The RSE Scotland Foundation became publisher of the RSE’s journals and year book with effect from the 1997 volumes. The RSE retains copyright and incurs editorial costs in respect of these publications. The RSE has made a donation to the RSE Scotland Foundation equivalent to its net deficit on publications.

10 Governance
2006 £ Management and secretariat Audit fee Other professional advice from auditors 109,356 9,005 5,305 123,666 RSE Scotland Foundation – Management and secretariat 19,938 143,604 2005 £ 120,276 8,172 294 128,742 18,879 147,621

59

Review of the Session 2005-2006

notes to the financial statements
11 Support costs
2006 £ Total payroll Less: Paid by SSAC Salaries (note 12) Value of secondments Staff training, agency and recruitment costs Non- cash pension cost adjustments Other costs Establishment expenses Computer and equipment costs Communication, stationery and printing costs Travel and subsistence, hospitality Publicity Miscellaneous Professional fees Depreciation 129,120 16,751 53,378 19,506 19,196 1,796 11,827 122,773 374,347 Total central costs 1,164,815 123,024 23,007 56,263 18,003 24,183 4,044 13,343 119,324 381,191 1,127,548 842,023 (71,510) 770,513 8,750 25,205 (14,000) 790,468 2005 £ 763,268 (66,667) 696,601 37,625 21,131 (9,000) 746,357

Support costs have been allocated to activities in proportion to the employment cost in each area of activity as set out in note 6.

12 Employees
Total 2006 £ Wages and salaries Social security costs Other pension costs 682,790 50,640 108,593 842,023 Funded by Foundation £ (76,637) (5,048) (14,398) (96,083) Funded by SSAC £ (60,219) (5,455) (5,836) (71,510) Funded by RSE 2006 £ 545,934 40,137 88,359 674,430 Total 2005 £ 626,495 47,033 89,740 763,268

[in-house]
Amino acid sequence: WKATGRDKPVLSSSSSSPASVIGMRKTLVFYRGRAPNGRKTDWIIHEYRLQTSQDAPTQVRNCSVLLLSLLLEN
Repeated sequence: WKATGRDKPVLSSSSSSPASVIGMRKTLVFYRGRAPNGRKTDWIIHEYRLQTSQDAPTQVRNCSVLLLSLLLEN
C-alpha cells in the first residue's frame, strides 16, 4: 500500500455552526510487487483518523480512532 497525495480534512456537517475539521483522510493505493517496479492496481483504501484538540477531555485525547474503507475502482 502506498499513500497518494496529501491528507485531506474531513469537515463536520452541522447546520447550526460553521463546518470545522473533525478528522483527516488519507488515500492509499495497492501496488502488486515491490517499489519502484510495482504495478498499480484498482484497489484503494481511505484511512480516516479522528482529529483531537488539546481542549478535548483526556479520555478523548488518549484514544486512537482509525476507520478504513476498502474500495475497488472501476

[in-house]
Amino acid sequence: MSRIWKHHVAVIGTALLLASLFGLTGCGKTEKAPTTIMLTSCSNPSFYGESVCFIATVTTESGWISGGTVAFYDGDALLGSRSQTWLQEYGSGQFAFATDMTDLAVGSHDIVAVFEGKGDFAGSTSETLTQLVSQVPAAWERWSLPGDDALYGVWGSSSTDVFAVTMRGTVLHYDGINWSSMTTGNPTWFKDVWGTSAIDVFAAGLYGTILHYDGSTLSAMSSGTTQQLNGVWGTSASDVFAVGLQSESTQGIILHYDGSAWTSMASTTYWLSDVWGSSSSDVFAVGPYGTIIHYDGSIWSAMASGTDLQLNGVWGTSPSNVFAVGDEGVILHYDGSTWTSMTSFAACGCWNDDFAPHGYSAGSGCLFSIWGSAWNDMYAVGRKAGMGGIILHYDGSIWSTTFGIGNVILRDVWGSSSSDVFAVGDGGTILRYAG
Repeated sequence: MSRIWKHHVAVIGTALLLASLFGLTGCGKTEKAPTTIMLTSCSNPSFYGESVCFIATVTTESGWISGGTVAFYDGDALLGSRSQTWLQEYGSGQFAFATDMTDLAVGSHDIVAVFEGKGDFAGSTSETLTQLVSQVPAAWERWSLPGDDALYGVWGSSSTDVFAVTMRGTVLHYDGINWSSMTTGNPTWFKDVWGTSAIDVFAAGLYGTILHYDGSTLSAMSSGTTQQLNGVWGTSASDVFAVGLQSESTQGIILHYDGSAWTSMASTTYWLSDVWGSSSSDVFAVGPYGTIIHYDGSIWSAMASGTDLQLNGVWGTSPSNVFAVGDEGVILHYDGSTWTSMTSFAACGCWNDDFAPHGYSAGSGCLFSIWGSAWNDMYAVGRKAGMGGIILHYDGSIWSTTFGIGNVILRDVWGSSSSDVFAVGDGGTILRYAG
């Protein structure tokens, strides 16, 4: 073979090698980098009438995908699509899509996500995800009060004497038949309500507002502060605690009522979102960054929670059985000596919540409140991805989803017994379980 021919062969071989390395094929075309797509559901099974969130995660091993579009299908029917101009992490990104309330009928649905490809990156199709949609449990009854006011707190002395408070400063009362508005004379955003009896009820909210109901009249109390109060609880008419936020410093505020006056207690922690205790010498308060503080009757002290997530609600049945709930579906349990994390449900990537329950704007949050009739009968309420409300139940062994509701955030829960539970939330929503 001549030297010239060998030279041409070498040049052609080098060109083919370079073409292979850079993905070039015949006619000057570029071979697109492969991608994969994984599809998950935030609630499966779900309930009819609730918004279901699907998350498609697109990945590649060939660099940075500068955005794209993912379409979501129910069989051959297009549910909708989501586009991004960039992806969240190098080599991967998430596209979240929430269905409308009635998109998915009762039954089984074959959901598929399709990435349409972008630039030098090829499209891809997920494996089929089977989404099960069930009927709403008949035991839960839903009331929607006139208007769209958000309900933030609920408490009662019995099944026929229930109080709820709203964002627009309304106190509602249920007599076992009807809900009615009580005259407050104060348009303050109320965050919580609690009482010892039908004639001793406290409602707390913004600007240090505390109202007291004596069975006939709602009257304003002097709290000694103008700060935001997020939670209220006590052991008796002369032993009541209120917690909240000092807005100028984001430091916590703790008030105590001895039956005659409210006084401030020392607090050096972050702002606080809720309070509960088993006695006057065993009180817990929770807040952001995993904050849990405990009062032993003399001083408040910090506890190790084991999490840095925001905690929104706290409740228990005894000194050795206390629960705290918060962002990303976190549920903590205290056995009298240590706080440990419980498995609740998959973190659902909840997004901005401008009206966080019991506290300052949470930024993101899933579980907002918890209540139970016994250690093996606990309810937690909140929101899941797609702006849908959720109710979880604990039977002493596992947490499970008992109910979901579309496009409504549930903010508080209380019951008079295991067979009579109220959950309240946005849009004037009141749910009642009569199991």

The average number of employees of the RSE including those employed under joint contracts with the RSE Scotland Foundation was 27 (2005: 27).Of these 2 were employed in respect of The Scottish Science Advisory Committee. One member of staff earned over £60,000 per year and is a member of a defined benefit pension scheme.

13 RSE income and result for the year
General fund £ Total incoming resources Surplus / (deficit) for the year Transfers Gains / (losses) on investments Actuarial loss on Lothian Pension Fund Net movement in funds 1,020,265 128,577 101,818 26,229 (58,000) 198,624 Designated Funds £ 100,984 66,379 (101,818) 111,727 76,288 Restricted funds £ 2,257,643 282,918 221,838 504,756 RSE Total 2006 £ 3,378,892 477,874 359,794 (58,000) 779,668 RSE Total 2005 £ 3,349,055 91,041 150,307 (1,000) 240,348

60

Auditors’ Report and Accounts

notes to the financial statements
14 Tangible fixed assets
Group 22 – 24 George Street Purchase cost £ Cost At 1 April 2005 Additions Disposals At 31 March 2006 Depreciation At 1 April 2005 Disposals Charge for the year At 31 March 2006 Net book value At 31 March 2006 At 31 March 2005 RSE Net book value At 31 March 2006 At 31 March 2005 948,613 970,673 1,416,823 1,449,773 145 2,365,581 2,420,446 948,613 970,673 1,416,823 1,449,773 1,831,233 1,875,700 81,815 85,767 4,278,484 4,381,913 132,365 22,060 154,425 197,695 32,950 230,645 260,370 44,467 304,837 259,739 (40,036) 23,295 242,998 850,169 (40,036) 122,772 932,905 1,103,038 1,103,038 1,647,468 1,647,468 2,136,070 2,136,070 345,506 19,343 (40,036) 324,813 5,232,082 19,343 (40,036) 5,211,389 26 George Street Purchase cost £ Improvements £ Computer and equipment £ Total £

15 Fixed asset investments